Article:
|East Riding of Yorkshire
|Beverley and Holderness
Kilnwick (or Kilnwick-on-the-Wolds) is a village in the East Riding of Yorkshire, in the Yorkshire Wolds three miles east of Middleton on the Wolds, and five miles south of its closest town Driffield.
The name of the village gives a clue to its past industry: there was long a brick kiln here, baking bricks from the abundant clay.
Kilnwick House is thought to have been developed on the site of a mediæval farm that was under the control of the Gilbertine Canons of nearby Watton Priory. During the Dissolution of the Monasteries between 1536 and 1539, the Kilnwick Estate was granted to Robert Holgate, who later became Archbishop of York, and passed on his death to the Earl of Warwick.
At the time of the sale and break-up of the Kilnwick Estate in 1951, the oldest part of the house was Jacobean, having likely been built in the early years of the 17th century by Richard Thekestone who held the manor in 1599, or Nicholas Stringer, owner from 1614.
The house was vastly extended in the 18th century by Thomas Grimston, who had been bequeathed the property by Vice-Admiral Medley in 1747. It was during the period 1740–80 that the Georgian south and east frontages were built. But it would seem that Kilnwick House was occupied only seasonally by the family and its entourage during the 18th century, and there is diary evidence that the journey would be made to Kilnwick from Grimston Garth in the autumn of each year. The estate remained in the hands of the Grimston family until 1943 when, on the death of Captain Luttrell Grimston Byrom, it was sold.
The walled garden
A walled garden is located south of the church. The wall is over three feet thick and thirteen feet high and was built entirely of bricks topped by coping flags]]. It encloses an area of about an acre and a half built into the wall, at its western end, is a two-storey cottage. The walled garden served Kilnwick House, primarily for the purpose of supplying vegetables, though seasonal occupation of the house by the Grimston family raises the question why such a large enclosure was required. Today the magnificence of the structure is partially concealed by an overgrown holly hedge along the C59 road to the south, and by growth of ivy, which mounts the walls.
The parish church, All Saints, is a small, simply formed edicfice. The nave is of Jurassic limestone and the diminutive tower is made of brick. There is no transept and there are no side chapels. It is of mixed period construction, the oldest part being the Norman arch at the North Door. The church, is a Grade II* listed building.
About the village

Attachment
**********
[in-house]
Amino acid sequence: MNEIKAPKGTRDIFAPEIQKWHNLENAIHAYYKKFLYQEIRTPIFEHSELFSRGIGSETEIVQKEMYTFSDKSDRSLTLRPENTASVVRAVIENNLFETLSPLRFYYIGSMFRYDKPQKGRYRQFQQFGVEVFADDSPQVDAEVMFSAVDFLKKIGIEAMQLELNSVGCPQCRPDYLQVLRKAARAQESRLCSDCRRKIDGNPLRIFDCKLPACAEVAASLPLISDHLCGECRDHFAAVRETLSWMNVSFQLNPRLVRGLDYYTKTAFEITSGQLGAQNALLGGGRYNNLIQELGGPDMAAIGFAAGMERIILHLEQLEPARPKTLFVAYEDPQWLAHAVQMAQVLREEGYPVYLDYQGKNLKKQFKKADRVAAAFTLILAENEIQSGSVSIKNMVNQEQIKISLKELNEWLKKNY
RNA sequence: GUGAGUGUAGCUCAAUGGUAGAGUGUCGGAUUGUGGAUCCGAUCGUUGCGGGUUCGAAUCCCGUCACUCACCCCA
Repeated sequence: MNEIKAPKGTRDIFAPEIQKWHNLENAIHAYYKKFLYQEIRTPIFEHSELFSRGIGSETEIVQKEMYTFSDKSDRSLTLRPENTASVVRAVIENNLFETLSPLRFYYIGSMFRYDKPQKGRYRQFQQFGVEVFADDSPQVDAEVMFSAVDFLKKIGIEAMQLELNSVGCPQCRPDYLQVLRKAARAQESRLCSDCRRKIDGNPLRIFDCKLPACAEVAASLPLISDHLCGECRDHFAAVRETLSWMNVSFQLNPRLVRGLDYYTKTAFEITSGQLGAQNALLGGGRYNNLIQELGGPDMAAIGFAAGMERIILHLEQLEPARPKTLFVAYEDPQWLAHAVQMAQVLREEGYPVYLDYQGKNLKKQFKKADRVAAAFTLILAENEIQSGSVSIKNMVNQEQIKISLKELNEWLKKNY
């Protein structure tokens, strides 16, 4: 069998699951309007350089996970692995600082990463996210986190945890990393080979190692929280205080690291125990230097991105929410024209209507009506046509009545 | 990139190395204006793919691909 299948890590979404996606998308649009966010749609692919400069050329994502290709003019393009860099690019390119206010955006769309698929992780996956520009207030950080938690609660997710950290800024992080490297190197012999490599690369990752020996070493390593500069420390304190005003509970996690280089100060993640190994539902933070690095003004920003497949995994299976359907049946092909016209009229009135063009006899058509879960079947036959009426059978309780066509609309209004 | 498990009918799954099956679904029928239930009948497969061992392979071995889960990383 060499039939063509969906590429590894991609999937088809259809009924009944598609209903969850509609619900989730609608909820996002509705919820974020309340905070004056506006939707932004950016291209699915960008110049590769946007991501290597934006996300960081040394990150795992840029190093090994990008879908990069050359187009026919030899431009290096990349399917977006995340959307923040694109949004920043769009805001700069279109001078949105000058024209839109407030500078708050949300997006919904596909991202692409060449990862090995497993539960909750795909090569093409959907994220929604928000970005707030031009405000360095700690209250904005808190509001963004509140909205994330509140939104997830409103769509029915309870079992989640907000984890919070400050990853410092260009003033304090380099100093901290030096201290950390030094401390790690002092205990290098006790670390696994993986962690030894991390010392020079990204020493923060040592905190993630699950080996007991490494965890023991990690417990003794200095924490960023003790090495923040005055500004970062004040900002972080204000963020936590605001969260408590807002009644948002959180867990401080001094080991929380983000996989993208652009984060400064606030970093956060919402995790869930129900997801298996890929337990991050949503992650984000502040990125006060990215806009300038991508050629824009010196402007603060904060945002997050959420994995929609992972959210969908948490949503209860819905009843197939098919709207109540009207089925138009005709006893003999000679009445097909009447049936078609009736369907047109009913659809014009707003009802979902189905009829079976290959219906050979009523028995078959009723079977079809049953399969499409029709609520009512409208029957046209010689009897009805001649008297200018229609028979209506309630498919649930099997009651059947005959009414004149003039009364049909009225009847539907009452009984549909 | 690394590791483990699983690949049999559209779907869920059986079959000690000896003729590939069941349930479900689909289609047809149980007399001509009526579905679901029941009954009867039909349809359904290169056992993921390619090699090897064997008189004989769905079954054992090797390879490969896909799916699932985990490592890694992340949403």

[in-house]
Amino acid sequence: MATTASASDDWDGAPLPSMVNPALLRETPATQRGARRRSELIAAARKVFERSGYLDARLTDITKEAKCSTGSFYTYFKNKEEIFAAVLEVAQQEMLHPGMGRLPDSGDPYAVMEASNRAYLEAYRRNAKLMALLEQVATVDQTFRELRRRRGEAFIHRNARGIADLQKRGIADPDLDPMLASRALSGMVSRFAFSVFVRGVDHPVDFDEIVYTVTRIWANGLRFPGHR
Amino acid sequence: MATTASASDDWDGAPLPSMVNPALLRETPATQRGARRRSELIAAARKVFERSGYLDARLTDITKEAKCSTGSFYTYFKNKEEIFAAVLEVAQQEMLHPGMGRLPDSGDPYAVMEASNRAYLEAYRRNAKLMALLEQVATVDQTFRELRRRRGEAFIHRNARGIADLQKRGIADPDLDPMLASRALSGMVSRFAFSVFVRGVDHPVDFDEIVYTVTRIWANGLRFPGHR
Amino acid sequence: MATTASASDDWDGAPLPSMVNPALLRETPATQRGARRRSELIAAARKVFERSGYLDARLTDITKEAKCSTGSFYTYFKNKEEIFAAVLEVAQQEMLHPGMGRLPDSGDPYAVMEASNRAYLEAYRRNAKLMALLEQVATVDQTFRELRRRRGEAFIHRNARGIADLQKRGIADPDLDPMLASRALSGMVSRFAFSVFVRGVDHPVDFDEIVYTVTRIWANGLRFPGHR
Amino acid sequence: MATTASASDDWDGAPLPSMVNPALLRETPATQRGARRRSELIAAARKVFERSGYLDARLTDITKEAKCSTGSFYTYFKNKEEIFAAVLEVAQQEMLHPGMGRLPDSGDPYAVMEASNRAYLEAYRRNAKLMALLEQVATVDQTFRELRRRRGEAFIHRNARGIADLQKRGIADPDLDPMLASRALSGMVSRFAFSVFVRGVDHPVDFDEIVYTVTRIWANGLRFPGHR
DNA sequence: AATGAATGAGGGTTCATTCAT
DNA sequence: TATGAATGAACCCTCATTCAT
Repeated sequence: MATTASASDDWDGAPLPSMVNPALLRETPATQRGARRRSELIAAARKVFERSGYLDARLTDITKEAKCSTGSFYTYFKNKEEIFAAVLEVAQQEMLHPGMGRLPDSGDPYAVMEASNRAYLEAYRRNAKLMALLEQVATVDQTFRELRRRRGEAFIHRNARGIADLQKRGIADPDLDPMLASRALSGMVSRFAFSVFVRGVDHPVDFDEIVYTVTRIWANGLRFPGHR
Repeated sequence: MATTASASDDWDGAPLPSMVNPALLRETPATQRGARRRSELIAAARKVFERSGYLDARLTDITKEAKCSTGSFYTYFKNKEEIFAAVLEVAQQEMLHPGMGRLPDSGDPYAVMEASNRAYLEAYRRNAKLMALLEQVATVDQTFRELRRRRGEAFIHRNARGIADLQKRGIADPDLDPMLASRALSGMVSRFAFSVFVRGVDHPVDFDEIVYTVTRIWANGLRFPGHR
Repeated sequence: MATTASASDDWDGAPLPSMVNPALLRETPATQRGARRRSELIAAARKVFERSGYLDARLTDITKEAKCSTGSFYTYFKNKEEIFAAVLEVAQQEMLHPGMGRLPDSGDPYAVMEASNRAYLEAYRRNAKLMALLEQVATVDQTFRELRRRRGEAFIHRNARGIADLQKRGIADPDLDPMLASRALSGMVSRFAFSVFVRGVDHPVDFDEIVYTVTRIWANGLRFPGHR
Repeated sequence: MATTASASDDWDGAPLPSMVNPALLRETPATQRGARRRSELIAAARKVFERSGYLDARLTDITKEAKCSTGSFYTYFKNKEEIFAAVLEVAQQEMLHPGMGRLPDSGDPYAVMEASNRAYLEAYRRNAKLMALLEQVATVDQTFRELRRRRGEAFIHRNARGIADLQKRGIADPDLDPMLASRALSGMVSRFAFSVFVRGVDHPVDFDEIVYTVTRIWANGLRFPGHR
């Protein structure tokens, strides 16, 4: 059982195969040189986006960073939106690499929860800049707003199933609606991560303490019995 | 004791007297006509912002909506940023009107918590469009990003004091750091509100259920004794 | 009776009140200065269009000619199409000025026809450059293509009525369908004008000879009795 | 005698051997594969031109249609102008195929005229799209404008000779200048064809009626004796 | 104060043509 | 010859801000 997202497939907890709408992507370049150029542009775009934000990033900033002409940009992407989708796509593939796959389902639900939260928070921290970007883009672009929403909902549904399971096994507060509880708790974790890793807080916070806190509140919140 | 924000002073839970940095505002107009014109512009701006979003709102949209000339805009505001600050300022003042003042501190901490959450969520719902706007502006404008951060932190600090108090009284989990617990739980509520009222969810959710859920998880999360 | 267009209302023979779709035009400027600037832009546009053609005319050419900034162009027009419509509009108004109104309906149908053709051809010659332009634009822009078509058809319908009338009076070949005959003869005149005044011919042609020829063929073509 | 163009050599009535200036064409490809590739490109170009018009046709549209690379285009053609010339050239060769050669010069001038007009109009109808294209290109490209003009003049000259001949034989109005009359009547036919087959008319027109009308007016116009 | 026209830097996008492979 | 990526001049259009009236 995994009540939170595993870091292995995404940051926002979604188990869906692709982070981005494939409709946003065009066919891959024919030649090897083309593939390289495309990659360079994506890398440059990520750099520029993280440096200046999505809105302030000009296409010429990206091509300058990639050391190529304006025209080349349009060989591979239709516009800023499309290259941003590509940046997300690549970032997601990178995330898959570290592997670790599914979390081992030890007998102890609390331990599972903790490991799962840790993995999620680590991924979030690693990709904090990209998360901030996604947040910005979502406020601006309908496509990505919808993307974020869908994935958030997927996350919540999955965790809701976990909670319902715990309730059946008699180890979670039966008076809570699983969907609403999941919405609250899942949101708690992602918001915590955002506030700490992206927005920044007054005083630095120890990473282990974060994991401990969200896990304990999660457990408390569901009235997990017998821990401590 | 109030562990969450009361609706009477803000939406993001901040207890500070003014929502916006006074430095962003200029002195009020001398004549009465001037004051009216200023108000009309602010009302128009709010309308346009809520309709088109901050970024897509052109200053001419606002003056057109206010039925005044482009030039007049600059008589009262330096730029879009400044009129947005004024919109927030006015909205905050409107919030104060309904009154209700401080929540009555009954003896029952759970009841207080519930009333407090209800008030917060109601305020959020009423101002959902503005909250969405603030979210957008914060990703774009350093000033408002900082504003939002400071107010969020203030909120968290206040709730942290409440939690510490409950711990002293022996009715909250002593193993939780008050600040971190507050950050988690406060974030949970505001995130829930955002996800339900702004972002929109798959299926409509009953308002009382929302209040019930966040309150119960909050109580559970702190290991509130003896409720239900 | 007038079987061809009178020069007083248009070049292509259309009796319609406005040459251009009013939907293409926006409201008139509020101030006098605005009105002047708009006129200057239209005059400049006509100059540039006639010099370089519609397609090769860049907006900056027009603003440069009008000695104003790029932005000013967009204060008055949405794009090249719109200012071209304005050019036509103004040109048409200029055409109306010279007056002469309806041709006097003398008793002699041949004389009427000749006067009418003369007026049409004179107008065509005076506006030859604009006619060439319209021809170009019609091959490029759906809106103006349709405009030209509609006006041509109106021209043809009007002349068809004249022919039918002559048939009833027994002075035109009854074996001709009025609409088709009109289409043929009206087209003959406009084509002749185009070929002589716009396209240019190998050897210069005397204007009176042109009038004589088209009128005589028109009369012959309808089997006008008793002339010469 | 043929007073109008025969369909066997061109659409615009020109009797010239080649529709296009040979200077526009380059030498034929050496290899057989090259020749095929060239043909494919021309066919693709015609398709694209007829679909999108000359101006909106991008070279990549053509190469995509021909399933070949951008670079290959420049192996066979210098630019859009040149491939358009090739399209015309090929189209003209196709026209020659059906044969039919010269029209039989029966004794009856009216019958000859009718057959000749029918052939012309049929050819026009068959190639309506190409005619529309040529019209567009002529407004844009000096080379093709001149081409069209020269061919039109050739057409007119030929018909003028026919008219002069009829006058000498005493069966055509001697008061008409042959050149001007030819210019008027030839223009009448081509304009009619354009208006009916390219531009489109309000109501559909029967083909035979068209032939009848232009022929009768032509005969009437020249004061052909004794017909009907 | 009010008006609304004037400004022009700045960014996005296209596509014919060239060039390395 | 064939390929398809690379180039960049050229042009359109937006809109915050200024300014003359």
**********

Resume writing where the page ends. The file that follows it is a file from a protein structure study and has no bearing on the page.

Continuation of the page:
There was a brick kiln in the village historically, and today many of the buildings of the village (as in Holderness as a whole) are of brick. In 1820, records show that 68,000 bricks were made, attracting an excise tax of £17 1s. 3d.
A walk northwards along the footpath from the corner of Church Lane and Main Street – what is now part of the Minster Way – takes one through the flood plain of Kilnwick Beck. Here, on the north side of the beck, the unnaturally uneven ground is testimony to the shallow clay workings that were the source of one of the raw materials used by the kiln workers.
The landscape of Kilnwick owes much to its history as an Estate, having been described, at the time of its sale in 1951, as 'one of the finest shoots in Yorkshire'. The 1951 sales brochure drew attention particularly to the bag of game that had been got over the six years since the end of the Second World War.
Because of its history, the parish is exceptionally well endowed with woodland, which stems from the use of coverts for rearing game birds. Within a mile of the village centre, there are six sizeable linear plantations: Wedding Wood, West Belt, High Wood, East Belt, Low Wood and Stonybroke, each of which serve to give the impression of a well-wooded landscape. Given its low-lying position, and its diminutive church tower, Kilnwick is not easy to spot until a visitor is within the ring of woodland that surrounds it, and the density of trees is in stark contrast to the oft-treeless arable land of the Wolds to the north and west and Holderness to the east.
Unlike Lockington, which lies directly alongside its beck (much to its cost in the floods of July 2007), Kilnwick sits on a low river terrace and so avoids overbank floods that emanate from its own highly regulated beck.
| ("Wikimedia Commons" has material
- "Catalogue description: Probate copy will of Henry Medley of Little Smeaton, esquire, Vice Admiral of the Blue, Commander in Chief Mediterranean". The National Archives. http://discovery.nationalarchives.gov.uk/details/r/1287829d-e588-4513-90af-573fa6500ecd. Retrieved 4 February 2018.
- National Heritage List 1346968: Church of All Saints (Grade II* listing)
- Gazetteer — A–Z of Towns Villages and Hamlets. East Riding of Yorkshire Council. 2006. p. 7.